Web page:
The Wall Street Journal may have announced earlier this summer that the bikes have won but don't tell that to the paper's scruffy sibling the Post. That tabloid, like some Upper East Side community boards, thinks the battle is still on and today anti-bicycle zealot Steve Cuozzo has posted another report from the front line: Broadway between Columbus Circle and Times Square, where the bike lanes are supposedly murderingbusinesses.
Though murder is probably too strong of a word, even if Murdoch's minions used for their headline, as Cuozzo doesn't cite any actual closures. What he does cite are a handful of business owners who tell him "in guarded but passionate terms" of "lost business they may never be able to recoup." For instance Stephen Hanson, whose restaurant group B.R. Guest owns Ruby Foo's at Broadway at 49th Street, complains that the paths and the pedestrian arcade that came with them have "hurt our business there tremendously. There's no walk-by traffic we used to have at night, because everybody's in a mad dash to get to the central arcade area."

U of M Bike Lanes: Bad Design, Bad Results []

Editor's Note: This is from April 2011. - My fear about the current initiative in Columbus is implementation. If the proposed bike lanes are going to follow the precedent of the few existing lanes in Columbus then we will end up with issues.
In the wake of yesterday’s cyclist death near the University of Minnesota, I pointed out that the bike lanes near along 4th and University do not seem to meet current accepted standards for width, although I’ve not personally measured them.Twin Cities Sidewalks observes that the post-tragedy discussion is likely to center on bicyclist and pedestrians being careful, rather than touching off a much-needed discussion of the poor roadway design in the University and Dinkytown areas.
Twin Cities Sidewalks is right. High-speed roadways through the heart of campus, with or without bike lanes, are dumb, yet that’s what University, 4th and even Washington Avenue amount to. The bike lanes are built such that campus buses will migrate in and out of the bike lane at spots to pick up and discharge passengers. The lane placement encourages cyclists to overtake motorists on the curb side and requires skilled lane passage to make left turns. Lanes also set up numerous right-hook opportunities, placing the bike lane to the right of potential right-turning vehicles. This is especially obvious and serious near I35-W, but is true throughout the campus area. The number of opportunities for life-changing accidents is pretty huge.

Thursday, March 8, 2012

Why You Should Explore Cities by Bike [Momentum Mag]

Cyclist in Chinatown, Washington, DC
Jim Darling
One of the best things about seeing a cit by bike is feeling the wind in your hair while you explore diverse neighborhoods, such as Washington, DC's Chinatown, pictured here.
There is something inexplicably thrilling about using a bicycle to explore a strange new city, its streets pulsating with life. The glass and steel of buildings shimmer with a certain magic, street life seems more vibrant and the smells and sounds of a metropolis at full tilt threaten to overwhelm your senses. When you’re on a bicycle, you can’t help but feel completely alive and immersed in the moment. Instead of merely gazing passively through window glass, you experience and interact with a place in an immediate way.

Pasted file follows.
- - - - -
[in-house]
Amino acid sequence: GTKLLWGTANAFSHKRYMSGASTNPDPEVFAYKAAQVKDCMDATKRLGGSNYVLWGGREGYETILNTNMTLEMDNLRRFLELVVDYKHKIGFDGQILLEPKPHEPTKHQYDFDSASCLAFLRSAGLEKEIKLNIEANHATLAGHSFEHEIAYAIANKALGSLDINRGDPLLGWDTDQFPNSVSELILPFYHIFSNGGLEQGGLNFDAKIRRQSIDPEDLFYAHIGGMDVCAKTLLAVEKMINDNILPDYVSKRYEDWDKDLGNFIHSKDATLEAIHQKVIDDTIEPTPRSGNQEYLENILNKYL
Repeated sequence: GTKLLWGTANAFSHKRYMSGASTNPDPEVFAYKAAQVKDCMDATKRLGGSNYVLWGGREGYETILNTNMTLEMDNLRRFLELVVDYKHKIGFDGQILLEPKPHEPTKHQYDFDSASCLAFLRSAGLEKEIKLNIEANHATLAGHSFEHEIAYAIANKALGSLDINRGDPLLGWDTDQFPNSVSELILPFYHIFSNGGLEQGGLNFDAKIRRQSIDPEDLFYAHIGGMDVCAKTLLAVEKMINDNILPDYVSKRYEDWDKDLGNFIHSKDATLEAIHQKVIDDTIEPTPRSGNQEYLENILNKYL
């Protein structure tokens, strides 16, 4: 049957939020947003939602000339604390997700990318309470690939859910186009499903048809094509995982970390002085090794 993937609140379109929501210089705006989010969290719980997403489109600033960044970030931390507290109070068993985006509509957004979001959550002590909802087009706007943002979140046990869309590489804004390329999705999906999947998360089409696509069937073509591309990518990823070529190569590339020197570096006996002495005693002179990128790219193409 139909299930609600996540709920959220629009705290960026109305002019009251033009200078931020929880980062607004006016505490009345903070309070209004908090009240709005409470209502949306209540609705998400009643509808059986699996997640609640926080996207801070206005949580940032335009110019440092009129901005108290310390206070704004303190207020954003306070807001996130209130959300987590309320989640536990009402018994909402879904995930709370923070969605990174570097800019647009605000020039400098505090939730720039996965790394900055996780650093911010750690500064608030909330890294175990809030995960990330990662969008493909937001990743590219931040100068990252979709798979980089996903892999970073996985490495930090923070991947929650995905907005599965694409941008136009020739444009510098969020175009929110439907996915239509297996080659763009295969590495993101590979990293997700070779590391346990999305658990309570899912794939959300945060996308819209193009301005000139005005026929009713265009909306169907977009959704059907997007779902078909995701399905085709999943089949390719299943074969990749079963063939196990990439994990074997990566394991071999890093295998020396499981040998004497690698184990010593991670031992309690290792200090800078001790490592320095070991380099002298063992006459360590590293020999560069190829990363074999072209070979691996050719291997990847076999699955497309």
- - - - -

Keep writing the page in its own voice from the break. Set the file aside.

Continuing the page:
1937: wielrenners hinderen stoomtrein [watch out for the train]

James H Kunstler dissects suburbia [VIDEO]

Form Cycles Viaje


A performance touring bike that can handle cargo, mud, snow and cobblestones. We have many different options for the commuting bike.  Pounding the pavement, jumping curbs and high-tailin’ it into work or just the coffee shop - the Viaje will deliver.  This is a bike designed to be comfortable while still earning you some style points with the endless array of customization.


      - WHEEL SIZE: Comes in 700c wheel size. 650c (good for five foot and under riders) is an option 
      - FORK: Designed around standard steel commuter fork geometry
      - FRAME: Standard cable routing comes as top-mount with a seat tube pulley for easier shouldering and keeping cables out of
       the elements 
      - FRAME OPTIONS: Cable routing changes, geared or horizontal drops, PRESS-FIT 30 or BB30, rack mounts, and bottle
      - FINISH: Powdercoat color choice/selection on steel; Brushed or Sand-blasted finish for Titanium

Bike co-op needs room to grow [The Other Paper]

Can Third Hand find a new home?Courtesy Reda Ashour
After helping thousands of cyclists, the folks at Third Hand Bicycle Cooperative are now looking for a little assistance themselves.
The nonprofit group has outgrown its space at 174 E. Fifth Ave. Gentrification has hampered the search for a new location within its Weinland Park-area home because most of the good properties have already been snatched up.
“We’re finding almost every property is spoken for, even if they’re vacant,” said Reda Ashour, outreach coordinator for the group.
From its roots, operating out of a basement on 15th Avenue, today’s core members of Third Hand trace their history to 2005 when they first opened to the public out of a residential garage in Clintonville.